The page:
US scientists say they’re making progress on a single pill that could be taken just once a week to treat HIV.
The slow-release capsule could replace the daily medication currently needed by HIV-positive people to manage the virus, the researchers told the BBC.
The pill resembles a normal capsule but contains a special star-shaped structure with a whole week’s worth of antiretroviral medication that stays in the stomach and steadily releases the medication over the course of the week – essentially a “pillbox in a capsule”.
Researchers said they were motivated to develop the pill because HIV groups report some HIV-positive people have trouble taking their daily medication.
“We wanted to come up with a system to make it easier for patients to stick to taking their treatments,” Massachusetts Institute of Technology researcher Giovanni Traverso said.
“Changing a medication so it only needs to be taken once a week rather than once a day should be more convenient and improve compliance.”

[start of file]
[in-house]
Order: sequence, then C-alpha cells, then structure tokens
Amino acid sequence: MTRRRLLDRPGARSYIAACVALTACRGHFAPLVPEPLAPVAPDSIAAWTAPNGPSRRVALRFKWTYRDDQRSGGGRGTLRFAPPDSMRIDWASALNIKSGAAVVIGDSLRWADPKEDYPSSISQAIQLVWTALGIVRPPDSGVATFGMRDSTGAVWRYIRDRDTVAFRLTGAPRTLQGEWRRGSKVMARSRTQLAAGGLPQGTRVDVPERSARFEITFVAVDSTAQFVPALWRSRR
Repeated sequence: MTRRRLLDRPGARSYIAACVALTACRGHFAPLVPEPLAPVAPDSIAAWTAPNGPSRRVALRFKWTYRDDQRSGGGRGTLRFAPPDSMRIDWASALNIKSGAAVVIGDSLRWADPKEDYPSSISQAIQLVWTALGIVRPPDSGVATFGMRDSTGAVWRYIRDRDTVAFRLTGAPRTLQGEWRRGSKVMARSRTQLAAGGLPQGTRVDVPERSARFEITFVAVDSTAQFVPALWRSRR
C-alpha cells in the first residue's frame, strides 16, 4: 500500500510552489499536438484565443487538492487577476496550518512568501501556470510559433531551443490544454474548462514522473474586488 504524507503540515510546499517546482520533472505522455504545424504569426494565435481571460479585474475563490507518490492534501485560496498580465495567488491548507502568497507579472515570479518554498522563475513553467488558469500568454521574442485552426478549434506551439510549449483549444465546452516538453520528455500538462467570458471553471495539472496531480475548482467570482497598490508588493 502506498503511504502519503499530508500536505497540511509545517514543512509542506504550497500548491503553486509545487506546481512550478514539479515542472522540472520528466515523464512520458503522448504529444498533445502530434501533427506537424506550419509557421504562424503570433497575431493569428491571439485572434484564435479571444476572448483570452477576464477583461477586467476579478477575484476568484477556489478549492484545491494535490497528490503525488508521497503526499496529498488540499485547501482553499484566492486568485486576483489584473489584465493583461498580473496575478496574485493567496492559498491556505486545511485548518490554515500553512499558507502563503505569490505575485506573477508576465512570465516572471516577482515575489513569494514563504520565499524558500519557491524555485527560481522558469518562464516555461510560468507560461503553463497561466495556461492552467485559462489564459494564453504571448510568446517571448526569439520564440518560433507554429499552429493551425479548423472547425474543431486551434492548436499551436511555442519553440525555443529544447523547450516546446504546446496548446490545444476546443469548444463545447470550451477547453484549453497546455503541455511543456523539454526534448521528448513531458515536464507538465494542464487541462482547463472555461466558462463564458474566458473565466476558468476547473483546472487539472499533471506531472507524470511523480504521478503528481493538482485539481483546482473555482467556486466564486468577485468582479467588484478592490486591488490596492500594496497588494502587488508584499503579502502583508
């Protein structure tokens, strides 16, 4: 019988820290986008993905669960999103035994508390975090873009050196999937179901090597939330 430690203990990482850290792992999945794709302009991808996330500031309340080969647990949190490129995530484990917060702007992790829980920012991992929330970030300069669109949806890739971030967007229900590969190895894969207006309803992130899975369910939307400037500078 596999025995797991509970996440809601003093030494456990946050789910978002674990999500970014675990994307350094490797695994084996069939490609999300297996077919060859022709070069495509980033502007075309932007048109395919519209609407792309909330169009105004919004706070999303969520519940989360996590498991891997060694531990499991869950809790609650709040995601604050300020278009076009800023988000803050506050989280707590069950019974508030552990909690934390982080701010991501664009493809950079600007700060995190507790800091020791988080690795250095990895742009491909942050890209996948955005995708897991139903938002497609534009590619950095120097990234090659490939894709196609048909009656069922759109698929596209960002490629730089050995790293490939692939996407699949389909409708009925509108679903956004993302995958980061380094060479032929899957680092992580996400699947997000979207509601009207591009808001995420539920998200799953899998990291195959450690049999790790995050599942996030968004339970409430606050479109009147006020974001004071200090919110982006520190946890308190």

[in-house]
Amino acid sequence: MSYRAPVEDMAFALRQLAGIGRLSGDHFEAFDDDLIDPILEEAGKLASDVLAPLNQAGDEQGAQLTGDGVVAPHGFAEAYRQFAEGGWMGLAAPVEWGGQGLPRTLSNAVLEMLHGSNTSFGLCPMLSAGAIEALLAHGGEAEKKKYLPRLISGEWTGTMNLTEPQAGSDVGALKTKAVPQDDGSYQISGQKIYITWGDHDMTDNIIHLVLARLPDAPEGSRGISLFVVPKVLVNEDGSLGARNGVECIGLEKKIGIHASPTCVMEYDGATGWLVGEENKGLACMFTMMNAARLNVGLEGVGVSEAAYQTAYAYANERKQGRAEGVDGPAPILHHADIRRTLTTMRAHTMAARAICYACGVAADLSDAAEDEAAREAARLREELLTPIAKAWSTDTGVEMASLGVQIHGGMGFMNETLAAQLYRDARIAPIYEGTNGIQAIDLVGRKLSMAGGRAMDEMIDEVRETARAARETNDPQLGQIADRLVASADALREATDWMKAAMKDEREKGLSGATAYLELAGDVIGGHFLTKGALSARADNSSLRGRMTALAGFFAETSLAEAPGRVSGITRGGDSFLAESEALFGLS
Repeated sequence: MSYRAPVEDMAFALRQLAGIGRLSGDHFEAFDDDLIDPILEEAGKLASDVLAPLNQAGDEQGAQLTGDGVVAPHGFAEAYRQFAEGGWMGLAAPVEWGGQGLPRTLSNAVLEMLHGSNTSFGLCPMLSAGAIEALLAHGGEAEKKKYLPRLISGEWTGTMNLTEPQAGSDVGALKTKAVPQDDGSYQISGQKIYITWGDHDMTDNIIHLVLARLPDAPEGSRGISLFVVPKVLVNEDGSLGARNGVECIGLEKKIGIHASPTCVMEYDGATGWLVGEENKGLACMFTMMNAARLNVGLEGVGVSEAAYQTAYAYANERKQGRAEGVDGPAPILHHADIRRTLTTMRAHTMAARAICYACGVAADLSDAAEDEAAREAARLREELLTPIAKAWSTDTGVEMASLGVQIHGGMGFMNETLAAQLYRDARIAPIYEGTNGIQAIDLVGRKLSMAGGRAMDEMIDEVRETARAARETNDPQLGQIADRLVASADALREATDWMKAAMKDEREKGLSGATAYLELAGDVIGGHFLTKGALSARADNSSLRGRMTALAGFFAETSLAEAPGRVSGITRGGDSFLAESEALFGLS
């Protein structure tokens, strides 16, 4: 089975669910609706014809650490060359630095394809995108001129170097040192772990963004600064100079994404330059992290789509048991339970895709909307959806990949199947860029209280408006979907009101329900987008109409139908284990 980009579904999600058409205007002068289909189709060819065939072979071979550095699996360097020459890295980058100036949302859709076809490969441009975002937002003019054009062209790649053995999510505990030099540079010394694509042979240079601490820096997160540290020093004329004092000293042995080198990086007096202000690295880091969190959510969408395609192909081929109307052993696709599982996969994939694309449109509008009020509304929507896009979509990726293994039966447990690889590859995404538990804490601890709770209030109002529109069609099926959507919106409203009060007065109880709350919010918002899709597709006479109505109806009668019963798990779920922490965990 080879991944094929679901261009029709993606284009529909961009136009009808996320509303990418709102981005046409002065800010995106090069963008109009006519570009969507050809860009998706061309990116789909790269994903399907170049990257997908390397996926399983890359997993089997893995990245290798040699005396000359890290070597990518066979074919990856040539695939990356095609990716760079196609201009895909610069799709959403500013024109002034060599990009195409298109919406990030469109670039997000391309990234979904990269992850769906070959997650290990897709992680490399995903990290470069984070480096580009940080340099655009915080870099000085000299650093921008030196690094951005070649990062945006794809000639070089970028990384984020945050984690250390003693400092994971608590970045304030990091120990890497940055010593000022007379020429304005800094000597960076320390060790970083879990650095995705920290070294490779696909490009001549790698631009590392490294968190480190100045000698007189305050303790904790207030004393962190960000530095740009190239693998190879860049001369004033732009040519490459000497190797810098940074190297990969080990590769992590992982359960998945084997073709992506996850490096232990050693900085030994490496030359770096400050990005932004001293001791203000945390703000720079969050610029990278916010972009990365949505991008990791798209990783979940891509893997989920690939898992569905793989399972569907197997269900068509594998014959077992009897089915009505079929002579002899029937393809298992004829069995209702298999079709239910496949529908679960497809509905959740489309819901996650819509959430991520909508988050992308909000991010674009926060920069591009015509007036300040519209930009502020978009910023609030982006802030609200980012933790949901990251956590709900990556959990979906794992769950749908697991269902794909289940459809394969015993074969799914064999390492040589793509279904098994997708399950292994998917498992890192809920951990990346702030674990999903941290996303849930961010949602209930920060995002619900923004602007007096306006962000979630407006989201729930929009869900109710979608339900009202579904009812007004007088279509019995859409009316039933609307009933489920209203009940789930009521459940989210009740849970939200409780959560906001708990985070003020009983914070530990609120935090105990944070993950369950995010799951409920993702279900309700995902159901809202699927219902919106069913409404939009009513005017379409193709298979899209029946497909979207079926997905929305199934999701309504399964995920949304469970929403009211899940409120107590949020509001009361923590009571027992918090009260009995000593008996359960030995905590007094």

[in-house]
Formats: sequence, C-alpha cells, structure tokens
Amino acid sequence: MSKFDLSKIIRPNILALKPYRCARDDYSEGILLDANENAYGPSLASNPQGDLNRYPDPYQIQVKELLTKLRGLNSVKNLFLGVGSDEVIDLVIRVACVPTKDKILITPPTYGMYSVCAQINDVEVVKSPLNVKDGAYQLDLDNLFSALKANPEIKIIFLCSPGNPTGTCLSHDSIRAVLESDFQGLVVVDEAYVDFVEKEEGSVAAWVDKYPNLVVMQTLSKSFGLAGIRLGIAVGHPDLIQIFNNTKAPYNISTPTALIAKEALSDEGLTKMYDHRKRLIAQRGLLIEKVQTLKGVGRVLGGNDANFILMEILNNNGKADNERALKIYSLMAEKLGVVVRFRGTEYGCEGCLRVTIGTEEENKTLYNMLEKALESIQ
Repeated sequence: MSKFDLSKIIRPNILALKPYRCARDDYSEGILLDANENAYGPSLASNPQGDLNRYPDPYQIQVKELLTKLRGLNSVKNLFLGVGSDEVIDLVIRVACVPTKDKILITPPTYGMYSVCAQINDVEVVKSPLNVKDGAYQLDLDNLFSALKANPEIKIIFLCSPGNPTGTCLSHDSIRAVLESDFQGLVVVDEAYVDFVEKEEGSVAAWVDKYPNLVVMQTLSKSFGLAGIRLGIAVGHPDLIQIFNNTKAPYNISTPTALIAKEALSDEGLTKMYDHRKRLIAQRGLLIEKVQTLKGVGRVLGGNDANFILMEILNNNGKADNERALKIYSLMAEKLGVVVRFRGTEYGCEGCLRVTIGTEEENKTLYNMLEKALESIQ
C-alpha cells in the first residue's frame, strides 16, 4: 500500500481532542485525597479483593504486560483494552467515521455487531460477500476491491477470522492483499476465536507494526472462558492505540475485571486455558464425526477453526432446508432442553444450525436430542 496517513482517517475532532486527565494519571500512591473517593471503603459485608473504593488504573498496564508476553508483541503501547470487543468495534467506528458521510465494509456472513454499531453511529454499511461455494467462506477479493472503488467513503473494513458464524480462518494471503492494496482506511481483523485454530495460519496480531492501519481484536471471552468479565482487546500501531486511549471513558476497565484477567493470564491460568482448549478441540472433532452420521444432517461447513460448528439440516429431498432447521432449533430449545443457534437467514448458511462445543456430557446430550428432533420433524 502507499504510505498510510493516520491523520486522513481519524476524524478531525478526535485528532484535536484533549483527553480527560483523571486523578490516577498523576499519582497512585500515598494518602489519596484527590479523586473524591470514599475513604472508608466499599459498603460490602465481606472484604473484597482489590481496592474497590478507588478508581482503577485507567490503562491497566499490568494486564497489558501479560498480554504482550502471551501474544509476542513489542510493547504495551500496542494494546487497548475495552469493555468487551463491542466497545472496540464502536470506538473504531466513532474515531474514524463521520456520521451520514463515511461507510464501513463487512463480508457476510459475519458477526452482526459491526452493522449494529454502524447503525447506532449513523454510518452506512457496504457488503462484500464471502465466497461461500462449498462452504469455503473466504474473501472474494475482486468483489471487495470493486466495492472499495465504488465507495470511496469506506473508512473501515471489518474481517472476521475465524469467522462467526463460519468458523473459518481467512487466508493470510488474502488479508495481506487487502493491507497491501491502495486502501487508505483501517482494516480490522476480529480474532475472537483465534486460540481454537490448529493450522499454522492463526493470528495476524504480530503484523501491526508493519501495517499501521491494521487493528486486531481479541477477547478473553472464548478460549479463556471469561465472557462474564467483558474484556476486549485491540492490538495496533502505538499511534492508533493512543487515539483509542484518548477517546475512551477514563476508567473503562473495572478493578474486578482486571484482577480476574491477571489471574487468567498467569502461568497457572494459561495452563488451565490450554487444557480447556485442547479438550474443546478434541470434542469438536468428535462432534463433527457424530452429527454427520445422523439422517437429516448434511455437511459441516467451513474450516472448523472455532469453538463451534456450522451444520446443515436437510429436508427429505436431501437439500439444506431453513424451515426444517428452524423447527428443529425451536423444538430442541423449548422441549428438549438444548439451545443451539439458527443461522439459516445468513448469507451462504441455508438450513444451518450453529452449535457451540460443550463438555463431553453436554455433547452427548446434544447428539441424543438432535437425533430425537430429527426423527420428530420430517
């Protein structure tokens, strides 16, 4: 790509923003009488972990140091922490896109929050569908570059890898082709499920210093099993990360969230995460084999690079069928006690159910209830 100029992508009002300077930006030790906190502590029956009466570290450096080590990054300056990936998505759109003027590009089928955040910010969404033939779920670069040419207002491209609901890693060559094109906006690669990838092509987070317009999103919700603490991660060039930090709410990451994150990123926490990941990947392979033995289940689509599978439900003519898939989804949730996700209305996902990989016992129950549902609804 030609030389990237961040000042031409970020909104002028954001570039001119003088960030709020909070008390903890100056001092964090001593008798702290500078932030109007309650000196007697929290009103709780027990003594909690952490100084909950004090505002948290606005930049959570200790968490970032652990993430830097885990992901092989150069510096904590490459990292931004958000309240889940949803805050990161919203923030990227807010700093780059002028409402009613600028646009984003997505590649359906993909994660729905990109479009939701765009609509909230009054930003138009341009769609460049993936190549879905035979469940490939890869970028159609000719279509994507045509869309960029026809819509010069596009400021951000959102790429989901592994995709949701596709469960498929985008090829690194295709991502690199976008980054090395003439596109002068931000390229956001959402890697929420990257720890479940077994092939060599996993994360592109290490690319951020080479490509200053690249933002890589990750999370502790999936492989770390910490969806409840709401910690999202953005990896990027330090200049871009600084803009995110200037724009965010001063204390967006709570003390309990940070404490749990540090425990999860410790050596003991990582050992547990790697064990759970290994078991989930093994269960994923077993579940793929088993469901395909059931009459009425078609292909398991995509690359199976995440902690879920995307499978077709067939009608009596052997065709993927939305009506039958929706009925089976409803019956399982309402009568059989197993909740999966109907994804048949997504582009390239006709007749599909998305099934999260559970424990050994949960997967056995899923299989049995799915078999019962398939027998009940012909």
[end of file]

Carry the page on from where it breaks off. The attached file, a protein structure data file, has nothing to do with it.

As well as treating HIV, the once-weekly pill could also potentially dispense PrEP (pre-exposure prophylaxis) medication in people who are HIV negative but at high risk of transmission.
“Once-a-month formulations might even be possible for some diseases,” Traverso said.
“There are lots of patients this could help, including people with dementia or mental health disorders such as schizophrenia.”
A spokesperson from the UK HIV charity Terrence Higgins Trust told the BBC taking a pill each day “does present practical barriers for some people living with HIV.”
“We welcome the prospect of a treatment that removes these barriers, and presents all people living with HIV with further choice, provided that it is no less effective than current options available,” the spokesperson said.
The pill is still in the early stages of development but researchers said they’d seen promising results in animal trials.
General human trials of the slow-release pills are planned within the next 12 months.